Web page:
Sure enough, in a graph with a y-axis that doesn't begin at zero, Figure 1 indeed shows that people in the United States work more hours than in Scandinavia, except for the weird part in the early 80's (and earlier) where the Finns worked longer, that I guess we're just ignoring:

Some problems should be immediately obvious.

First, Acemoglu, Robinson & Verdier use the United States to represent all of the cutthroat capitalists. Might their conclusions be stronger if they considered other countries with high inequality and a fragile social safety net? This issue will be taken up below, but it shouldn't be too hard to guess why they omitted other cutthroat capitalists, like New Zealand and Ireland, from their analysis.

Second, Acemoglu, Robinson & Verdier assume that more work hours at the aggregate level results in more innovation. It doesn't. Longer aggregate work hours are simply indicative of higher poverty rates. It's well established that people work longer hours in countries with higher poverty rates. Thus, since the United States has such a high poverty rate while the Scandinavian countries have such a low poverty rate, it's no surprise that the average number of hours worked is lower in the Scandinavian countries. Clearly, average hours worked each week isn't a proxy measure of innovation, but a proxy measure for a country's poverty rate.

Third, productivity research is unequivocal that working more hours results in less innovation, not more. For a striking example, productivity experts estimate that if the early Macintosh engineers had worked 40 hours per week instead of 90, the first Macintosh computer would have been ready for release a full year earlier. In short, all available research argues that long hours lead to less innovation--meaning that Acemoglu, Robinson & Verdier could scarcely have chosen a worse proxy measure for innovation.

Saturday, January 17, 2015

2014 Detroit is a better candidate for social democracy than 1930's Finland

Image: An MRI machine allows doctors to examine tissues throughout the body from the outside. The technology available today would have seemed like science fiction decades ago. (source)

This short post concludes a series on racist assumptions underlying many debates about social policy. The scope of this series has been very wide, and this post will tie together some of these disparate ideas.

In part 1, focused on the violent, impoverished, and oppressed history of Finland. Finland's blood-soaked history--both in the years immediately preceding their transition to social democracy, as well as hundreds of years prior--demonstrates that a prosperous and harmonious society is in no way a prerequisite for social democracy. Such views are a smokescreen for underlying racism. Part 2 addressed the incredibly racist view that social democracy can only succeed in a racially, culturally or ethnically homogeneous society by focusing on the experiences of Kerala, India, and Sweden. Both places have extremely large minority groups; by most measures, Sweden is more diverse than France, the UK, Germany, and most other European countries. Part 3 took the superior societies vs. superior policies argument head on by looking in detail at the implementation of the first social democratic program in Finland, maternal health care. The superior societies argument holds that any policy will succeed in a superior society; the superior policies argument holds that superior policies can succeed in any society. That Finnish society is inherently superior to the rest of the world is absurd given Finnish society's initial resistance to the maternal health program. Widespread resistance to this policy cost the lives of thousands of infants and mothers.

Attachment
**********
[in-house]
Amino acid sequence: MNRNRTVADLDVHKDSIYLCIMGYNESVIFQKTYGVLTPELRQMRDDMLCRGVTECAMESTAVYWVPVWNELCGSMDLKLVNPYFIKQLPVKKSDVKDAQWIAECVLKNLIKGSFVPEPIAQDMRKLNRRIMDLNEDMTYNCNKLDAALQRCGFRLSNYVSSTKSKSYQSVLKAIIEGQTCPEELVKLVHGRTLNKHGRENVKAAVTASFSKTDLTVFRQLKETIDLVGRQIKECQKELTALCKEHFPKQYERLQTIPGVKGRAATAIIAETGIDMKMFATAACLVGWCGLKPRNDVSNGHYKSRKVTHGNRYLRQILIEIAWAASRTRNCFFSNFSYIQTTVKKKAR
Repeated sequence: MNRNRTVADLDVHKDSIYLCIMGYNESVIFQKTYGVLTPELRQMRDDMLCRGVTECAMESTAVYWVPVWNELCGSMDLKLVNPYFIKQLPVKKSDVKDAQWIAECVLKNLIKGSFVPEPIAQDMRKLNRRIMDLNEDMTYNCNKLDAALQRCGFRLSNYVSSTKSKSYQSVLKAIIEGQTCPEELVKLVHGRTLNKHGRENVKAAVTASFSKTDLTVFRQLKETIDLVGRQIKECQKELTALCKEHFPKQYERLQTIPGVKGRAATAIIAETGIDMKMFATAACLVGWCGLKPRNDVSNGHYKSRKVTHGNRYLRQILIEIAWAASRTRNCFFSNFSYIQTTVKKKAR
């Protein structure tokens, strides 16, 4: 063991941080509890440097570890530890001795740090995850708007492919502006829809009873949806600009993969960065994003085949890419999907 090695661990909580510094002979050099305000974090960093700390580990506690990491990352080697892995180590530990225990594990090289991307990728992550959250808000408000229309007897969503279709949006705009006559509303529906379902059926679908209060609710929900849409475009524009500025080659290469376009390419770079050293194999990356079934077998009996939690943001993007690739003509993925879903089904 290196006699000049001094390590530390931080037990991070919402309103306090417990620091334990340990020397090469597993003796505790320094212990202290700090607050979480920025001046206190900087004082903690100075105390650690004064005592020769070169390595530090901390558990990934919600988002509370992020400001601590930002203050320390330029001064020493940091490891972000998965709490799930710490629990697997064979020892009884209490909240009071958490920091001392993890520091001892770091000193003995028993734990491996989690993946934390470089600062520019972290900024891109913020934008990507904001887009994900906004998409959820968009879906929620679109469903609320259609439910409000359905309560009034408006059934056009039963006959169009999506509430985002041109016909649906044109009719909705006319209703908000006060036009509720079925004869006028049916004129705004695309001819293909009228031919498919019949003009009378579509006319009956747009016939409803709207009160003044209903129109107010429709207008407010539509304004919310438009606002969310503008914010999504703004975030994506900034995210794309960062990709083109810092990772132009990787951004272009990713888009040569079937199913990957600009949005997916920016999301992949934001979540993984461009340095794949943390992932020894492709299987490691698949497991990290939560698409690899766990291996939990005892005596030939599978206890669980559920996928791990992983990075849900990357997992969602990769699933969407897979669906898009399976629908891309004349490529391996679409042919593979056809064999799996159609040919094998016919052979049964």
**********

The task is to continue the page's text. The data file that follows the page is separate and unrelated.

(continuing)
Part 3 contains the most important argument in the entire series. When we assume that social democratic policies can only work in a society that is already prosperous and harmonious, we rule out the most effective solutions for improving quality of life in the places that most desperately need those policies. In particular, if 1930's Finland were a country today, their infant mortality rate would be the eleventh worst of any country in the entire world.

To conclude this series, part 4 will run with this idea by comparing the current quality of life indicators and resources of Detroit, the American city with the highest poverty rate, to those of Finland on the eve of the election of the first social democratic prime minister in 1927.

If you had nothing else except for data on the resources and quality of life indicators of Finland in 1927 and Detroit in 2014, which place would you expect to eventually lead the world in quality of life indicators? As we shall see--though quality of life indicators are appalling in Detroit--they are actually in a better position than Finland was decades ago. If Finland could transform itself a country with the best quality of life indicators in the entire world, Detroit can make a similar transition. Granted, it took extraordinary efforts over several decades for Finland to achieve these successes, and Detroit can expect a similarly long, difficult struggle. But it can be done.

Comparing 2014 Detroit and 1920's Finland
Detroit's infant mortality rate is a 15 per 1000 live births. That's a national disgrace. But Finland's infant mortality rate peaked at a whopping 90 per 1000 live births in the 1930's, a rate six times higher than Detroit. None of this is to say that an infant mortality rate of 15 per 1000 live births is anything but a catastrophe. Nevertheless, the situation in Finland in the first half of the 1900's was far worse than the situation currently facing Detroit.

Sunday, January 11, 2015

The neoliberal model on discrimination is wrong